Even so, says Dr Rake, they should not be squandered on saving marriage: “What policy-makers must not do is fall into the trap of investing large sums of money trying to reverse the tide of trends by trying to encourage more ‘traditional families’.”
What Dr Rake and her colleagues, the Labour government that backs her and all the people who think they can do without marriage fail to appreciate is that marriage is a wealth creating institution — something that the US Marriage and Money report emphasises as background to its investigation of what the effects of the “Great Recession” might be.
This is not the most important value of marriage, of course, but it is a neglected one and paying some attention to it illuminates other issues, so I will stick with it for the remainder of this article.
Fighting poverty with commitment
As the Marriage report points out, US government statistics show that a family of three, two parents and a child, needs an income of US$18,311 to be considered above the poverty line. But, if the parents maintain separate households, the total income needed to keep the three of them out of poverty jumps to $25,401, meaning that the parents must earn 39 per cent more to avoid poverty. Yet it is blue-collar workers and the poor who are disproportionately missing out on marriage; people with higher education and income understand the economics and are the ones who are marrying today.
Ironically, the middle class have less need of marriage for economic reasons, thanks to the earning capacity of women. This has caused a shift in the meaning of marriage towards the “soul mate” model with its emphasis on companionship and communication, income equality and, increasingly, the equal sharing of domestic responsibilities — all kicked off with a hugely expensive wedding.
It is a model that suits those with higher education and income, but it does not come easily to the working class and the poor. For one thing these men have been the most vulnerable to changes in the economy and absorbed 75 per cent of job losses since 2007 — making them less marriageable. It is also harder for those who are married to let go of the breadwinner role: research by National Marriage Project director Professor Brad Wilcox shows that, among couples with children at home, husbands who work less hours than their wives are 61 per cent less likely to report that they are very happy in their marriages compared to men who work as many or more hours than their wife.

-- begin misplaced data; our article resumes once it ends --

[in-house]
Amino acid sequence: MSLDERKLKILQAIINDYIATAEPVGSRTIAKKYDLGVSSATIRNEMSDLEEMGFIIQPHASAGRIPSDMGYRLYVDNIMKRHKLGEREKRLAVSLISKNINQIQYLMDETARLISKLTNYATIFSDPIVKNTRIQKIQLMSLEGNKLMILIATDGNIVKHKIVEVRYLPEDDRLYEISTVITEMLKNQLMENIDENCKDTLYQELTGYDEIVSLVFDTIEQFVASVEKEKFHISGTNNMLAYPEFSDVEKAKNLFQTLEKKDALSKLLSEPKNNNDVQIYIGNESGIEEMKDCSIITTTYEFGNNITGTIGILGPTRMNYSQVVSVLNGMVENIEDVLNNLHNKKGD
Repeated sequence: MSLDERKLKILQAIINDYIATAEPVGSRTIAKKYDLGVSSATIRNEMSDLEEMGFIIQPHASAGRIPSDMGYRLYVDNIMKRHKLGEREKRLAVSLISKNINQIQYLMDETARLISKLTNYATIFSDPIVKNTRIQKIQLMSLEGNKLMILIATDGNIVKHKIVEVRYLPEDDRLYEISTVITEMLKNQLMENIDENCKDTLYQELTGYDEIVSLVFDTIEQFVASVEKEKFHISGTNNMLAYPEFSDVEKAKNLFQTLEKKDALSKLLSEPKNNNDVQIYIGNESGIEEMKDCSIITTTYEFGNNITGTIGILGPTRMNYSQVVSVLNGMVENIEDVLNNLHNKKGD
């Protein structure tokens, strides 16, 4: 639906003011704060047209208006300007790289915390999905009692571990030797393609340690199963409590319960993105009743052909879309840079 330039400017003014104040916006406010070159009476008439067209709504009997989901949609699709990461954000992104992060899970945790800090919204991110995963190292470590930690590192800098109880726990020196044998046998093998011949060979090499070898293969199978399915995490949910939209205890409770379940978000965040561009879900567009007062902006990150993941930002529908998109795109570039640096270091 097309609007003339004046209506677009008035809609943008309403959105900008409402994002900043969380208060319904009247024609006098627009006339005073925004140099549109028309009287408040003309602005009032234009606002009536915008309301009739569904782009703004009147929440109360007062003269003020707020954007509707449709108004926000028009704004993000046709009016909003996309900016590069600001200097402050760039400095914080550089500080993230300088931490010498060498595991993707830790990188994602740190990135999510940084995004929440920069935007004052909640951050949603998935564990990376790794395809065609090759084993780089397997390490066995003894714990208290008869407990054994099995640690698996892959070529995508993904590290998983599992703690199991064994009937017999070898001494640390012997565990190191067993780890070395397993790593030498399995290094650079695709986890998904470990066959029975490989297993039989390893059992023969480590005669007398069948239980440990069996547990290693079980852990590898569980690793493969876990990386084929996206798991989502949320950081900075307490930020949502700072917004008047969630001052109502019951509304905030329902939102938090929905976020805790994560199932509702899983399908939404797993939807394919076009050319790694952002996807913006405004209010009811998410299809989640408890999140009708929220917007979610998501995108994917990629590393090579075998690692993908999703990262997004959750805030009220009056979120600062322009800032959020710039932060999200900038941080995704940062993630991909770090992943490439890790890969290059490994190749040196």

The net result of these trends is an increasing divorce rate among working class couples (while divorce is falling higher up the social scale) and the substitution of cohabitation or single parenthood for marriage.
In thrall to the establishment
Dr Rake and company do not want to tell them this is not the answer; they do not want to change social policy so that it gives special recognition and financial advantages to married parents, as the British Conservative Party is promising to do; they would rather spend up large from the public purse to support broken families (“diversity”). Why?
My guess is that Labour politicians are in thrall to the liberal academic establishment and have simply handed over social policy to them. And the academics themselves? In Dr Rake’s case, maybe it has something to do with the fact that her parents divorced and that she is separated from her own husband with whom she has a son, aged four. Beyond that she subscribes to a brand of feminism that aims at strict income and role equality between men and women — this seems to be the drift of her previous job with the Fawcett Society. Indeed, it’s hard to escape the impression that she is not focussed on “families” or children at all, but on women as such.
No-one squarely focussed on the welfare of children — or, indeed, on the happiness of women and men — could reach the conclusion that marriage was dispensable. But, the Marriage report reminds us, it is some time now since our societies were child-centred, as declining birth rates clearly show. If we were to grapple with that phenomenon, we might well see a solution to the problems of marriage in general.
Carolyn Moynihan is deputy editor of MercatorNet.